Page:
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Chances of three rate cuts this year in the US diminish

Chances of three rate cuts this year in the US diminish

The latest inflation data in the US have been worse than expected, putting into question whether the Fed will be able to cut interest rates three times this year, as the consensus had expected until last week.
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15 APR, 2024

By Felipe Villarroel


The US consumer price index (CPI) surprised on the upside for the third consecutive month. Most sub-categories and sub-aggregates registered worse than expected figures. On a month-on-month basis, both headline and core inflation, which excludes food and energy costs, came in at 0.4%, pushing short-term trends away from the CPI's path towards the Federal Reserve's (Fed's) 2% target. The only consolation prize was a negative core goods inflation figure which gives some hope that perhaps goods disinflation is not quite over.

Core services inflation remained at 0.5%, unchanged from February. Although inflation in this very important component is notably lower than the highs, the advance appears to have stalled at levels above those consistent with the Fed's inflation target. Unlike the previous labour market report, we think that this CPI data does change the outlook for the Fed. Chairman Powell mentioned that they needed to be more confident that inflation was indeed moving in the right direction for rate cuts to become a reality. Given that this is the third consecutive reading that has surprised to the upside and that the services price index in particular refuses to come down, we cannot help but think that the chances of three rate cuts this year in the US have diminished.

This does not mean that inflation targets will not be met or that we are now in an environment of permanently higher inflation. Time will tell and there is a lot of uncertainty in economic forecasts at the moment, but we think it is unlikely that there will be a major inflationary shock or that the upward trend will be renewed. We would therefore characterise the current dynamics as a delay in inflation approaching the target, rather than a complete abandonment of the more protracted downtrend that began in July 2022. Although the US has shown resilience, there are signs of stress in certain parts of the economy, such as data on auto loans and credit card delinquencies. Growth is expected to slow as the year progresses, which should also help manage inflationary pressures.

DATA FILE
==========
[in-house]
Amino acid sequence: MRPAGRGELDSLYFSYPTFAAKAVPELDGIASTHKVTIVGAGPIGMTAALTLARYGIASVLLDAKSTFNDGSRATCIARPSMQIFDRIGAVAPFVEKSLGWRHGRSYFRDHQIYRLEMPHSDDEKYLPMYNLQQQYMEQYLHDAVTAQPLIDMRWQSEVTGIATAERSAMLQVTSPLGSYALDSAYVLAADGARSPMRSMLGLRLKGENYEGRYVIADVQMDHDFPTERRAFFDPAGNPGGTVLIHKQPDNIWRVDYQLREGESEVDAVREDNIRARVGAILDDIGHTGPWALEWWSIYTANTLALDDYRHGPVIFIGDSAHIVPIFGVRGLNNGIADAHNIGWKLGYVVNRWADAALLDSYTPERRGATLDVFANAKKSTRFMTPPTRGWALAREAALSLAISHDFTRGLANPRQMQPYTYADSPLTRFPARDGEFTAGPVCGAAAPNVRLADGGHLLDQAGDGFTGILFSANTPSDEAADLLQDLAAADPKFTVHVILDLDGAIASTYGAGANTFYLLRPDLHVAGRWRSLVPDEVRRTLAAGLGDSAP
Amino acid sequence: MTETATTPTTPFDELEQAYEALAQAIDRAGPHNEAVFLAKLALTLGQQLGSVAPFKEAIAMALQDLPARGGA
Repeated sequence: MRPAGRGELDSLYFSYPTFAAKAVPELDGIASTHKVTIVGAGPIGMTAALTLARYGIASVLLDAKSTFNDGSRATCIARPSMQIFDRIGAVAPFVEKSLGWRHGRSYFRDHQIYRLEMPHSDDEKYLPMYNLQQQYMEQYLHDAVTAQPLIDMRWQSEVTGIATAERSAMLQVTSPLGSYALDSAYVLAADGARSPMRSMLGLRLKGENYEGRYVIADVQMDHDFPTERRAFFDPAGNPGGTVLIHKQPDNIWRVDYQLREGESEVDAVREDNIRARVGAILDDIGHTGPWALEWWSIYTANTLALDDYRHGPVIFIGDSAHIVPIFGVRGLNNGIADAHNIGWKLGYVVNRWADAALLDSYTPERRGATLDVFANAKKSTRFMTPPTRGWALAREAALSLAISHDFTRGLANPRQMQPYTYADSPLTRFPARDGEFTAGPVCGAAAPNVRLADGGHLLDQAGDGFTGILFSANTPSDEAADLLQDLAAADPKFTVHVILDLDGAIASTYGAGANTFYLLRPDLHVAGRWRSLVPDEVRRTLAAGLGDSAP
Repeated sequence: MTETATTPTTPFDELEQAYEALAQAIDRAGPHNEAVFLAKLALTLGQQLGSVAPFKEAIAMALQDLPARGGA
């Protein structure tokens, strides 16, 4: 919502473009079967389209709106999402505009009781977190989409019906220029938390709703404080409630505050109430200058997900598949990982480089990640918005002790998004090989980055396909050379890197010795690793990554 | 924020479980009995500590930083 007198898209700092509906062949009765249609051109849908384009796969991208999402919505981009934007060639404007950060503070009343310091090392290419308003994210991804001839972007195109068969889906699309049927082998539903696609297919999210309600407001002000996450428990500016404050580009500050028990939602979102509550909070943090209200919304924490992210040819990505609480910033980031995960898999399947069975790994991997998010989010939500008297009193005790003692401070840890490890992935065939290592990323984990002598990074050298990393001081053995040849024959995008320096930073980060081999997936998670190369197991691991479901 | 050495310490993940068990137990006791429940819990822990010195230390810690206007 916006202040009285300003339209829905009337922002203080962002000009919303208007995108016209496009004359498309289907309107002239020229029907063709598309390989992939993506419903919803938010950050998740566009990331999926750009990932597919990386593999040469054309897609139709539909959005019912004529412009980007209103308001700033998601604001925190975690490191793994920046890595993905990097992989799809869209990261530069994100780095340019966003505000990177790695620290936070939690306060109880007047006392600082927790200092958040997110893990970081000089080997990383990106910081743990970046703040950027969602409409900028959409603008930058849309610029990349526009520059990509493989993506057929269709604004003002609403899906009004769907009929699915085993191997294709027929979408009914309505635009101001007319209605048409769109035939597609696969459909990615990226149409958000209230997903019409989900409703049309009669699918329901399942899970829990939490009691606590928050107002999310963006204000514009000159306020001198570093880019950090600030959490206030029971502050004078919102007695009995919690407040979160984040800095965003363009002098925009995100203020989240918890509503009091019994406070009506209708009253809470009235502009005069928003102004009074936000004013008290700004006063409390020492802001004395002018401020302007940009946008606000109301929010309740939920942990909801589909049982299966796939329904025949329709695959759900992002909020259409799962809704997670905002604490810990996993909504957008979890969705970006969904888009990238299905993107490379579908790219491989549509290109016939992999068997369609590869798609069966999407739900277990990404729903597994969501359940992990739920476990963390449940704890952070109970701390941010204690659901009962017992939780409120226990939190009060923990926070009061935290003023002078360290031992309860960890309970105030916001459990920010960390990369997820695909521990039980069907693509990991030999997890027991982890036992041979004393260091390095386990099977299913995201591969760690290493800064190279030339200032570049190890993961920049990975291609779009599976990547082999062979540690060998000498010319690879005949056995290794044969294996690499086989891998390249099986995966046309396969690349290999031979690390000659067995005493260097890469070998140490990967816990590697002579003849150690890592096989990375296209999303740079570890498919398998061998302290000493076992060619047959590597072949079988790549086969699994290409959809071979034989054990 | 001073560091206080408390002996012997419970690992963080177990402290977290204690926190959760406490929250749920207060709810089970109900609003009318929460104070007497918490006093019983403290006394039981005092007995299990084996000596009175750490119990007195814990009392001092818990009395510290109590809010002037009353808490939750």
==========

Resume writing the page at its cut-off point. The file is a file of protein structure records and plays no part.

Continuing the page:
Market reaction was swift, with US Treasuries giving up close to 20 basis points at the short end and just over 10 basis points at the long end, as the market discounts short-term rate cuts. European spreads held up reasonably well, while US spreads suffered more, with high yield and investment grade spreads widening by 16 basis points and 3 basis points respectively at the index level. It is possible that markets will suffer a slight decline due to the prospect of rate cuts, but ultimately, if as we believe it is only a delay, we would bet that the market will take advantage of a sell-off as a buying opportunity, thus limiting the extent of the massive spread sell-off. However, it is important to remain vigilant. In our view, the probability of a hard landing would start to increase if inflation developments prevent the Fed from cutting rates. It would be more likely that something would break somewhere in the economy. To be clear, we don't think we are at that point at the moment, but it is certainly worth remaining flexible and having liquidity to react to a change in the baseline scenario.

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